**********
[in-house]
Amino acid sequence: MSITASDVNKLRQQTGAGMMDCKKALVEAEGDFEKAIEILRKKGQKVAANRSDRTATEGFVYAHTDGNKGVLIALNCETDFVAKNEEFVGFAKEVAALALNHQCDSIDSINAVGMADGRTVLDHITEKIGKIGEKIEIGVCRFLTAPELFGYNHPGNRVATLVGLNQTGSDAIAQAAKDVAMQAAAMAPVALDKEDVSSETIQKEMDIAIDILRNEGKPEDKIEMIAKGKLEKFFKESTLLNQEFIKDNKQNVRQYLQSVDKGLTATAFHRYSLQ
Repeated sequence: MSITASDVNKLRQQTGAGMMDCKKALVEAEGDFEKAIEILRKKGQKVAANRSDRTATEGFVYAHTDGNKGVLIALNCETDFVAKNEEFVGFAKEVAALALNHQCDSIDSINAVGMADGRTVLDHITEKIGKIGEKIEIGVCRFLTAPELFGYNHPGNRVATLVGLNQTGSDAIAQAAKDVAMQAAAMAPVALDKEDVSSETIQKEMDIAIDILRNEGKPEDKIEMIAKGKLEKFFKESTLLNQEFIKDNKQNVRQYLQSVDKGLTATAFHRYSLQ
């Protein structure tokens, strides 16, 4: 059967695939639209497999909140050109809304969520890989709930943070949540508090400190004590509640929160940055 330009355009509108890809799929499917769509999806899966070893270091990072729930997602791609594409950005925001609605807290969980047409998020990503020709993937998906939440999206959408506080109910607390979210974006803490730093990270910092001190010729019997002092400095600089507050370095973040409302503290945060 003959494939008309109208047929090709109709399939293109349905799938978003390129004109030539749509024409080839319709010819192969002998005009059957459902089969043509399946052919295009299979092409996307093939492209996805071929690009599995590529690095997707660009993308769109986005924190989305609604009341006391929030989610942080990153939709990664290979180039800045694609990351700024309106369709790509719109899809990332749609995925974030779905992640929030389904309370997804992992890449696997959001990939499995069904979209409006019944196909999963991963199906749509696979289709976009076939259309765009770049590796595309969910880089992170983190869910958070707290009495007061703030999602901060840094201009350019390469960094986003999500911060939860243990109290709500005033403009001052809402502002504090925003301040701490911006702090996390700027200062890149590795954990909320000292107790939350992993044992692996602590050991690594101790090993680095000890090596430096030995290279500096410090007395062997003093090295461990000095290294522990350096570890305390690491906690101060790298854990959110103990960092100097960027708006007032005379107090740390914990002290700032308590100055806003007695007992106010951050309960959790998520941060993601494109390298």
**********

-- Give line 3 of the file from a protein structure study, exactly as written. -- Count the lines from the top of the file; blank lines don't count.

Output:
Repeated sequence: MSITASDVNKLRQQTGAGMMDCKKALVEAEGDFEKAIEILRKKGQKVAANRSDRTATEGFVYAHTDGNKGVLIALNCETDFVAKNEEFVGFAKEVAALALNHQCDSIDSINAVGMADGRTVLDHITEKIGKIGEKIEIGVCRFLTAPELFGYNHPGNRVATLVGLNQTGSDAIAQAAKDVAMQAAAMAPVALDKEDVSSETIQKEMDIAIDILRNEGKPEDKIEMIAKGKLEKFFKESTLLNQEFIKDNKQNVRQYLQSVDKGLTATAFHRYSLQ